chapter  6
24 Pages

Satire III and the Satires: John Donne on True Religion, Memory and Community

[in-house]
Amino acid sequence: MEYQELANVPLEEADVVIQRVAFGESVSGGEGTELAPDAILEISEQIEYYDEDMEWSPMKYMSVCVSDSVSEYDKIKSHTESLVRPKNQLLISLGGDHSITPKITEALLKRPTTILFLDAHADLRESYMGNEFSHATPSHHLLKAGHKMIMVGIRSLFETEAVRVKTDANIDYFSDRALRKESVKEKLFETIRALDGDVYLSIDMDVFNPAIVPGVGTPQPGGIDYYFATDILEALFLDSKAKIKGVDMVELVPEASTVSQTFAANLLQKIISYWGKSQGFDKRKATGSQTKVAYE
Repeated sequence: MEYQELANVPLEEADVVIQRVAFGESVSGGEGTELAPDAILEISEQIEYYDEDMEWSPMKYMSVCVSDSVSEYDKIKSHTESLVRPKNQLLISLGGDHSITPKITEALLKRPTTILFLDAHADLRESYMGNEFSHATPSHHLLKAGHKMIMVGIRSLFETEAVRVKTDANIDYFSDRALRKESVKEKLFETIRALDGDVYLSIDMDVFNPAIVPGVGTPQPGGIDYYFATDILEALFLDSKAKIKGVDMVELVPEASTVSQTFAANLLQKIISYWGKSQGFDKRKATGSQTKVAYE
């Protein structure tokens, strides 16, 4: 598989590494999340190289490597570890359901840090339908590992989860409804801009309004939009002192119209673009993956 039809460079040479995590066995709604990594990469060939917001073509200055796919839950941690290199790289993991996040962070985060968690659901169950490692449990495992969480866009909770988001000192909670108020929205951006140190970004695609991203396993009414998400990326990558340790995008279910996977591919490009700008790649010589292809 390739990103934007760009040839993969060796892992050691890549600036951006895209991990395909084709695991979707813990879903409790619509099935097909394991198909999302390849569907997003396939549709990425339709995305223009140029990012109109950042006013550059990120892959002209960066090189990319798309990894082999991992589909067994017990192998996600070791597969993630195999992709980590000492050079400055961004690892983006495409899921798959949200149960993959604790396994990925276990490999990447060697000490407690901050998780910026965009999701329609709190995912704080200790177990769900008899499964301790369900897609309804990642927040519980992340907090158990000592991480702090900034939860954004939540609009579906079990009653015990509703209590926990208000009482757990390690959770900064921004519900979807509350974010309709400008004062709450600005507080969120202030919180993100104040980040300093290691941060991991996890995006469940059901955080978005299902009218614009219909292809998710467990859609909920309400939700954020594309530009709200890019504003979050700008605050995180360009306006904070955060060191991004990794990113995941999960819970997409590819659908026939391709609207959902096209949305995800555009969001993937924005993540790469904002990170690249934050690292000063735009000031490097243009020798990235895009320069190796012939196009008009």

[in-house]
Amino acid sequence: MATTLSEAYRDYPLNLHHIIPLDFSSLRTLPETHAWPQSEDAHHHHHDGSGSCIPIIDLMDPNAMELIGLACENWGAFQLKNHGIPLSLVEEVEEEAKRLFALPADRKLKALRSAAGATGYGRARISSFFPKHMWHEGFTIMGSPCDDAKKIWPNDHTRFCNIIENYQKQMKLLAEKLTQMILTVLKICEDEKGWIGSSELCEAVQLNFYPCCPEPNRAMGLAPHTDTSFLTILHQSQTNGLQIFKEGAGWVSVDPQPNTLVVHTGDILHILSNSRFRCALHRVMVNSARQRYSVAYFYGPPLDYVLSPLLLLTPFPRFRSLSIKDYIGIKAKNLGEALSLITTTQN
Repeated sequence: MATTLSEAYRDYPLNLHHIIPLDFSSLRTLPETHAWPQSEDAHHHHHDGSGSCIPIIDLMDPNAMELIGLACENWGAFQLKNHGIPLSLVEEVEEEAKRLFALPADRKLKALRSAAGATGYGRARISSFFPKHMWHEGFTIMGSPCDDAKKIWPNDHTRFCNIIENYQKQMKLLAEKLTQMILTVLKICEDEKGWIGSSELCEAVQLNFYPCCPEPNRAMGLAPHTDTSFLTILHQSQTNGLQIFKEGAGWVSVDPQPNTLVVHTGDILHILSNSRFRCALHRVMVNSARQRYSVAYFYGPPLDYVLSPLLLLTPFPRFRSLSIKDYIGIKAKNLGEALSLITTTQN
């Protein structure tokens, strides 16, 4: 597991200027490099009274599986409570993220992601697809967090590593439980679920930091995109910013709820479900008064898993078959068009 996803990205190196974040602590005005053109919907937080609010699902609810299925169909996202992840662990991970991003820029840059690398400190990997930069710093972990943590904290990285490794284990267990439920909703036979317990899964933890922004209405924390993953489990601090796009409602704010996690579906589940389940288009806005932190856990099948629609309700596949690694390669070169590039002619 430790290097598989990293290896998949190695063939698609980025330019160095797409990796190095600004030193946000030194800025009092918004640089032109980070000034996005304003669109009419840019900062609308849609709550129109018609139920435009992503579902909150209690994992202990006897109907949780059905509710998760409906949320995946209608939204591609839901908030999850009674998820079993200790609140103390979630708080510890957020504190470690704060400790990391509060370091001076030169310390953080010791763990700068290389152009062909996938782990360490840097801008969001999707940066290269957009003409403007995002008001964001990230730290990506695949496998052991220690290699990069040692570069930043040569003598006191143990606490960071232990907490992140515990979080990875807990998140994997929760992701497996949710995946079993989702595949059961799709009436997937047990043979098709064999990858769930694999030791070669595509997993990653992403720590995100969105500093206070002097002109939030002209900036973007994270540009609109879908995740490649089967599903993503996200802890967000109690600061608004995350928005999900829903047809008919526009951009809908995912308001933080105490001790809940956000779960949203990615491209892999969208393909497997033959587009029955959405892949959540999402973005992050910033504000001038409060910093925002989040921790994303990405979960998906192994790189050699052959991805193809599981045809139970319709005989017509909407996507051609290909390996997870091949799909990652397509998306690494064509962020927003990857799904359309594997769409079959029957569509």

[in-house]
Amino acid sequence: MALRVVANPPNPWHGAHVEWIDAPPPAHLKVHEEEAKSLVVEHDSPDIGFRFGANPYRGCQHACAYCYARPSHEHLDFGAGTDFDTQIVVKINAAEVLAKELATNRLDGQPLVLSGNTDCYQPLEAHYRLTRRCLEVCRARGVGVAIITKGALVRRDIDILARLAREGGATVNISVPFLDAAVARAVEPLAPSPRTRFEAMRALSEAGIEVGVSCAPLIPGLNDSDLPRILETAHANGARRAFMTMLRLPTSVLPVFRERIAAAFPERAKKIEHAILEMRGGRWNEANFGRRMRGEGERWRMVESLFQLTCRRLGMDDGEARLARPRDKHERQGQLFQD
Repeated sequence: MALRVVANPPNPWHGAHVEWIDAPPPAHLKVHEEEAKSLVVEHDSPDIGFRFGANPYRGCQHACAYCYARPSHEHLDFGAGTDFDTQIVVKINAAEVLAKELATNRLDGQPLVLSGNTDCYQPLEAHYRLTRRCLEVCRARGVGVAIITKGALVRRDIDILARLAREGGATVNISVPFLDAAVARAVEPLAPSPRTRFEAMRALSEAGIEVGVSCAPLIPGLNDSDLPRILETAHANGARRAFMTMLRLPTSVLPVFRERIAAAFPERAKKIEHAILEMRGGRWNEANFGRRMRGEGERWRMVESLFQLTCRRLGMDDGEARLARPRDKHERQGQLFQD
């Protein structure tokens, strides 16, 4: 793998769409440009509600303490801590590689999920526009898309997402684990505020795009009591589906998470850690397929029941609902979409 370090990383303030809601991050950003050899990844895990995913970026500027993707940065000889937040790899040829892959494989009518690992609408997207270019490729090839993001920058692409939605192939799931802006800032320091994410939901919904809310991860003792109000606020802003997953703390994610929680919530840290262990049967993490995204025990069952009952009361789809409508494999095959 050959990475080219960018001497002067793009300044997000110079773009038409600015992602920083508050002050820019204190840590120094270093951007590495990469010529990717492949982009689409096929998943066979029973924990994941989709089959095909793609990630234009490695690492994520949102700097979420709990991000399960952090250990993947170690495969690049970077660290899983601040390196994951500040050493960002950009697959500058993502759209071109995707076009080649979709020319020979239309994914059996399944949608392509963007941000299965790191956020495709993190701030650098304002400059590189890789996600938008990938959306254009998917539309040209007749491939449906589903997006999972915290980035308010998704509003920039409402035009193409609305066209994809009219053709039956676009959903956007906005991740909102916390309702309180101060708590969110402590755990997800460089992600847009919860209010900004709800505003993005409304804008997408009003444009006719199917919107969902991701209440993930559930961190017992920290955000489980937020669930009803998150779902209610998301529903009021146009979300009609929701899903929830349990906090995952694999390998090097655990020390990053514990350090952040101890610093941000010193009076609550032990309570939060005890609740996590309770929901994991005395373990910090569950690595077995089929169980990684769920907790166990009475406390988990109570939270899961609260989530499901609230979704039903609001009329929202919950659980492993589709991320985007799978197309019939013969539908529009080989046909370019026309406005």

Browne's meditations on the soul are accompanied by his complex considerations of monsters. For in monsters, Browne argues, there is a kind of beauty, Nature so ingeniously contriving the irregular parts, as they become sometimes more remarkable than the principall Fabrick'. In the 1620s and 1630s, the theological and philosophical significance of the old Aristotelian concern with monsters was newly prominent and unstable. When Browne was at the University of Padua in 1632, the leading Aristotelian was Fortunio Liceti, whose famous treatise on monsters makes the case that in devising monstrosities, the artistry of nature overcomes imperfect material conditions and cleverly fashions another form still more admirable'. The years 163132 drove home both the commonality and the alienation experienced between Jews and Christians in the Venetian Republic. The English Protestants had a similarly ambiguous attitude to the pageantry of the Venetian Republic, but they were rarely indifferent to it.